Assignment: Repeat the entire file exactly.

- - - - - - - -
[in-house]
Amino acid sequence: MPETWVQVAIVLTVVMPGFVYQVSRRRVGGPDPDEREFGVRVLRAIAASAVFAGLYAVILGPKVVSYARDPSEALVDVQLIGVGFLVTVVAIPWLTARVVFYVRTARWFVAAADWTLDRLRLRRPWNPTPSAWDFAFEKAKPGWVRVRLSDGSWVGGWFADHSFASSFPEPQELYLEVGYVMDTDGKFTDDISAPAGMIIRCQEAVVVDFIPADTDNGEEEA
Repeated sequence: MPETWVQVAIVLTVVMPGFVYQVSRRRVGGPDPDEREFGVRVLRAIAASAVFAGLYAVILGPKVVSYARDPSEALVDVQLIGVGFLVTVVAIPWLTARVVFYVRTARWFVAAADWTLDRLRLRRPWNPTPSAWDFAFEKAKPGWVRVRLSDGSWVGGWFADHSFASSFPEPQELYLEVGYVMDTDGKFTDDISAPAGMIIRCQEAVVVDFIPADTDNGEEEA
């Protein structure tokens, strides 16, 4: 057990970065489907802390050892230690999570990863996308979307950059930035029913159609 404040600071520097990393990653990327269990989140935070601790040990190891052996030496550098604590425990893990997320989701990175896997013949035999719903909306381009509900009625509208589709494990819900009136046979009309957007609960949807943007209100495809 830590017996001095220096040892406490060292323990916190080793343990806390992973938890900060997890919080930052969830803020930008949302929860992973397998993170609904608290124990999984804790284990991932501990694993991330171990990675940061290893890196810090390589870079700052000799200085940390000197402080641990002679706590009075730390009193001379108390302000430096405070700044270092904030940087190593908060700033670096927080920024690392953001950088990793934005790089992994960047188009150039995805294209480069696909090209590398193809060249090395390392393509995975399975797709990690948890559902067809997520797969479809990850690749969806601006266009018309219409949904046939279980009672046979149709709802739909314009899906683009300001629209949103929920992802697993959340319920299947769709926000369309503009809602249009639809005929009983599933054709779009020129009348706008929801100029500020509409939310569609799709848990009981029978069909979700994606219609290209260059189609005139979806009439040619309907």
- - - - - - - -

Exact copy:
[in-house]
Amino acid sequence: MPETWVQVAIVLTVVMPGFVYQVSRRRVGGPDPDEREFGVRVLRAIAASAVFAGLYAVILGPKVVSYARDPSEALVDVQLIGVGFLVTVVAIPWLTARVVFYVRTARWFVAAADWTLDRLRLRRPWNPTPSAWDFAFEKAKPGWVRVRLSDGSWVGGWFADHSFASSFPEPQELYLEVGYVMDTDGKFTDDISAPAGMIIRCQEAVVVDFIPADTDNGEEEA
Repeated sequence: MPETWVQVAIVLTVVMPGFVYQVSRRRVGGPDPDEREFGVRVLRAIAASAVFAGLYAVILGPKVVSYARDPSEALVDVQLIGVGFLVTVVAIPWLTARVVFYVRTARWFVAAADWTLDRLRLRRPWNPTPSAWDFAFEKAKPGWVRVRLSDGSWVGGWFADHSFASSFPEPQELYLEVGYVMDTDGKFTDDISAPAGMIIRCQEAVVVDFIPADTDNGEEEA
């Protein structure tokens, strides 16, 4: 057990970065489907802390050892230690999570990863996308979307950059930035029913159609 404040600071520097990393990653990327269990989140935070601790040990190891052996030496550098604590425990893990997320989701990175896997013949035999719903909306381009509900009625509208589709494990819900009136046979009309957007609960949807943007209100495809 830590017996001095220096040892406490060292323990916190080793343990806390992973938890900060997890919080930052969830803020930008949302929860992973397998993170609904608290124990999984804790284990991932501990694993991330171990990675940061290893890196810090390589870079700052000799200085940390000197402080641990002679706590009075730390009193001379108390302000430096405070700044270092904030940087190593908060700033670096927080920024690392953001950088990793934005790089992994960047188009150039995805294209480069696909090209590398193809060249090395390392393509995975399975797709990690948890559902067809997520797969479809990850690749969806601006266009018309219409949904046939279980009672046979149709709802739909314009899906683009300001629209949103929920992802697993959340319920299947769709926000369309503009809602249009639809005929009983599933054709779009020129009348706008929801100029500020509409939310569609799709848990009981029978069909979700994606219609290209260059189609005139979806009439040619309907």